Fabrica / Duke’s at Komedia, November 12th, 21st, 23rd
There are three chances to see selected works made about the area or by local filmmakers. The dramas (Duke’s at Komedia, November 12) range from shorts made in Brighton salons to the story of a teenager caught up in her grandad’s snooker club scams. Documentaries (Fabrica, November 21) include a work on the life of Marilyn Stafford, a pioneer of photojournalism, and a brief look at everyone’s favourite punk vault, Punker Bunker. Fabrica also hosts Weather The Storm (November 23), with an introduction by Henry Normal and a live soundtrack by duo Skylark And The Scorpion.
Duke’s at Komedia, November 17th
Roaming around Paris with only a cat for companionship might only have been a mere dream in the minds of certain SOURCE writers until Léonor Serraille’s debut film. It’s not just some kitsch fantasy, though – the French director’s story of Paula (above), a lass who lugs her partner’s pet through the city following a break-up, won the Camera d’Or at this year’s Cannes Film Festival (the critics have unanimously declared Laetitia Dosch the cat’s whiskers in the lead role.) A post-punk accompanying score also makes this a certain joy.
Brighton Rock / You Want Me To Say I Love You
Duke of York’s, November 19th
This performance sort of begins the previous day at the University of Brighton Gallery, when sound recordist Aleks Kolkowski is inviting people to record their own voice onto a disc, cut by an automatic 1950s record-cutting machine. Kolkowski has been inspired by the gramophone record at the centre of the Brighton Rock story, and he’ll be joining Sarah Angliss, Bela Emerson and Stephen Hiscock for the premiere of a new live cinema commission on saw, turntables, Stroh violin, cello, theremin, automata and percussion. It’s followed by a screening of the film on 35mm, and accompanied by a selection of rare publicity shots.
Lean On Pete
Duke of York’s, November 24th
There’s an absorbing and comforting tranquillity to BAFTA nominee Andrew Haigh’s story from the American West, in which a nomadic boy develops an intense loyalty to the routine of the stables run by Steve Buscemi’s Del. In an escape adapted from Willy Vlautin’s 2010 portrait of America, the lad sets off around America on an ageing horse, Lean on Pete, making for some tremendous vistas of the American desert and a grand exploration of the time-honoured animals-are-our-best-friends theme. Charlie Plummer’s performance in the lead role won Best Young Actor at the Venice International Film Festival earlier this year.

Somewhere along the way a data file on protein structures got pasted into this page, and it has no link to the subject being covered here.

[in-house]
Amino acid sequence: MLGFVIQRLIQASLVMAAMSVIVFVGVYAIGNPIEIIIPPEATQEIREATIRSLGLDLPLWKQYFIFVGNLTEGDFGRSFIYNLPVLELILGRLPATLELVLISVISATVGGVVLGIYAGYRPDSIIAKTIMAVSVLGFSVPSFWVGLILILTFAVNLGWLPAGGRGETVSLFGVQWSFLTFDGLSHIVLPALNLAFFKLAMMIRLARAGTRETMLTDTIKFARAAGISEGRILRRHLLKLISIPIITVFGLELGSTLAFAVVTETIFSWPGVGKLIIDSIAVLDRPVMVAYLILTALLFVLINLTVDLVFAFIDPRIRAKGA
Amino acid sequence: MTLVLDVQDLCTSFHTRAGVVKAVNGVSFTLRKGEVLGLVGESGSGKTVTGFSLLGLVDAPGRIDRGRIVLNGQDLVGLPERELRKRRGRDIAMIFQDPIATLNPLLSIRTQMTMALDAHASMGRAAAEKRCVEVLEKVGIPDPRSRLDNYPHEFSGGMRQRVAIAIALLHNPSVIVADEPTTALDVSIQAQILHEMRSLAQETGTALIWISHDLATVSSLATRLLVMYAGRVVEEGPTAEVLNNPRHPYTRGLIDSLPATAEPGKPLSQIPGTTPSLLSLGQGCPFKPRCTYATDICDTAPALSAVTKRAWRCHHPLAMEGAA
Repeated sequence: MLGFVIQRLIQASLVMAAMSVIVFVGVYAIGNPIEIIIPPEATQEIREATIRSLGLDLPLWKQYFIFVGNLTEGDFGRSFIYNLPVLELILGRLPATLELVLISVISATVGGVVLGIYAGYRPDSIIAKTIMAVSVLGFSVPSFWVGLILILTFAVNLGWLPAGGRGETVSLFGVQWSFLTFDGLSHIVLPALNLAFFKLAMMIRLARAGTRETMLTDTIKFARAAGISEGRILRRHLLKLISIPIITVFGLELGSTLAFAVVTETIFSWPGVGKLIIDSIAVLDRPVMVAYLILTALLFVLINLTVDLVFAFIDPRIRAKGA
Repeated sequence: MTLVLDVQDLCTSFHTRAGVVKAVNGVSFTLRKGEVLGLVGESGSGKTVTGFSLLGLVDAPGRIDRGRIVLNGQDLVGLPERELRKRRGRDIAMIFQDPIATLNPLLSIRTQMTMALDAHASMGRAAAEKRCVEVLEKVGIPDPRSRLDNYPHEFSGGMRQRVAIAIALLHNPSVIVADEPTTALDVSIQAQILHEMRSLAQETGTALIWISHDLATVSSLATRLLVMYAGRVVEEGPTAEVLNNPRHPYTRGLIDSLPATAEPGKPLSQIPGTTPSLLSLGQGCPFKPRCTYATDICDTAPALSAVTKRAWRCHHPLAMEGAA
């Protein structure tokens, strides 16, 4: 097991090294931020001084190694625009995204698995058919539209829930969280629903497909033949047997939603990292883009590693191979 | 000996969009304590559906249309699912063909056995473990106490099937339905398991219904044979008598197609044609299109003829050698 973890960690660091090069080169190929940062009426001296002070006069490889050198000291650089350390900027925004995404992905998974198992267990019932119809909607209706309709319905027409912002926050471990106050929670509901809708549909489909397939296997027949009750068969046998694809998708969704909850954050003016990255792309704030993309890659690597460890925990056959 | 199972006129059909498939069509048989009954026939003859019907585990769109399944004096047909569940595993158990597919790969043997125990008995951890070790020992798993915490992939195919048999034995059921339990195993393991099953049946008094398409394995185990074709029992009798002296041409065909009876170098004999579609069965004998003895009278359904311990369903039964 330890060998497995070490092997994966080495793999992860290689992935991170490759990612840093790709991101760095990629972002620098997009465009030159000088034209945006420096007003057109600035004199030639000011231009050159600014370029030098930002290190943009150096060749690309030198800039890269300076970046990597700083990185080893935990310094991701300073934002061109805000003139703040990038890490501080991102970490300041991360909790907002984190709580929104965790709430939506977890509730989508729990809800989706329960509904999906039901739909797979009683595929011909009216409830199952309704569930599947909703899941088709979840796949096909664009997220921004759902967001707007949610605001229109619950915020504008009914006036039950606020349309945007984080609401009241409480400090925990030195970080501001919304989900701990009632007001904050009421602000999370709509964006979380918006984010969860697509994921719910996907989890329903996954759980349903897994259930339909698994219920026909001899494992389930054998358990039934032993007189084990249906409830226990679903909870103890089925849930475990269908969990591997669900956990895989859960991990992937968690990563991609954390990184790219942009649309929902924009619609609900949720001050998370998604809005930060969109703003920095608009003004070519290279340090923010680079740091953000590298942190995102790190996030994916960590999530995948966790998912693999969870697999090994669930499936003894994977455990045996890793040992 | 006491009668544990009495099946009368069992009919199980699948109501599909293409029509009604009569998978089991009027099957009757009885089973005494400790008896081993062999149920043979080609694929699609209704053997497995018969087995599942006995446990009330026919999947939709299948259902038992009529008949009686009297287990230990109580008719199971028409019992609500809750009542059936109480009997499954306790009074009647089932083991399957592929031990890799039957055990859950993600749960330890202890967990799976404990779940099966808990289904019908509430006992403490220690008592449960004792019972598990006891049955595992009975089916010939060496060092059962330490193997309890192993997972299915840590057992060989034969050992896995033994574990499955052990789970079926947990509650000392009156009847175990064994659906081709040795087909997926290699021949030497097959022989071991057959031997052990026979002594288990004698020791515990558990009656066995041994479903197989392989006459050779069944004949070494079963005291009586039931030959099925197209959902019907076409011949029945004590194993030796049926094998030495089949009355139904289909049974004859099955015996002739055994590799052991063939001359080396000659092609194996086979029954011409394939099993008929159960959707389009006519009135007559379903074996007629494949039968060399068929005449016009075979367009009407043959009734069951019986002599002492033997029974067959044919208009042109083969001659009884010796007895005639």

Duke of York’s, November 26th
Most people agree that Alfred Hitchcock really hit his macabre groove for the first time on The Lodger, and the 90th anniversary of its release presents a fine excuse to revisit this fog-covered masterpiece, taking its cues from tales of Jack the Ripper and decorated with a star role for Ivor Novello. Many of the mechanisms Hitchcock classically used to chill viewers are visible, but it retains a noticeably rawer quality than his later masterpieces. The 12-piece Covent Garden Sinfonia will provide live accompaniment, performing a score written by silent film accompanist and composer Neil Brand.
Visit cine-city.co.uk for full listings and details.
Brighton Rock image: Courtesy of STUDIO CANAL Films Ltd